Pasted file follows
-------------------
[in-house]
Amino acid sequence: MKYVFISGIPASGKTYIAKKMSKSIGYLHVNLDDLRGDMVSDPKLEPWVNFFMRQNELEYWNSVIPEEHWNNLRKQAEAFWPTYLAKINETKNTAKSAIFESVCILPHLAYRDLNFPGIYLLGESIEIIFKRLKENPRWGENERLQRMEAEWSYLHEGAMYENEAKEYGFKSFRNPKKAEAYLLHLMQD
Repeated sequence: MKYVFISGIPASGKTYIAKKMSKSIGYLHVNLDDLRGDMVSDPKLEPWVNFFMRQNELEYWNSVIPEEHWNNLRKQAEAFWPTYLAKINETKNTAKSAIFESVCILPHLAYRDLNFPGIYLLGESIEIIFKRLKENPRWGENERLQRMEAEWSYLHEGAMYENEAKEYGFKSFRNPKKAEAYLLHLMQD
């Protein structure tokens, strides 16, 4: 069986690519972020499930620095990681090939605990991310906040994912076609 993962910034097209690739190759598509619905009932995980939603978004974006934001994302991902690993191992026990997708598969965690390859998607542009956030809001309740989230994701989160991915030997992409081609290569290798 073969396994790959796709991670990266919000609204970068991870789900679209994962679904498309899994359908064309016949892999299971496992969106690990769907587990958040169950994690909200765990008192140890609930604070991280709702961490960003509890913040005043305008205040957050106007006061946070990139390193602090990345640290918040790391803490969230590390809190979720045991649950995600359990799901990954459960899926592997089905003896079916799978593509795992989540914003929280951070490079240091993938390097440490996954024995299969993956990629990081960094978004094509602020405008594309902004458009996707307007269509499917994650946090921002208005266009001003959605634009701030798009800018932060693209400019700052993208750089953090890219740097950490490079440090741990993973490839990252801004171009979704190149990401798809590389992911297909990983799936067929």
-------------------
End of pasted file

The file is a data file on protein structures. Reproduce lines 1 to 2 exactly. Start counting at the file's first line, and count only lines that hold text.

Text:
[in-house]
Amino acid sequence: MKYVFISGIPASGKTYIAKKMSKSIGYLHVNLDDLRGDMVSDPKLEPWVNFFMRQNELEYWNSVIPEEHWNNLRKQAEAFWPTYLAKINETKNTAKSAIFESVCILPHLAYRDLNFPGIYLLGESIEIIFKRLKENPRWGENERLQRMEAEWSYLHEGAMYENEAKEYGFKSFRNPKKAEAYLLHLMQD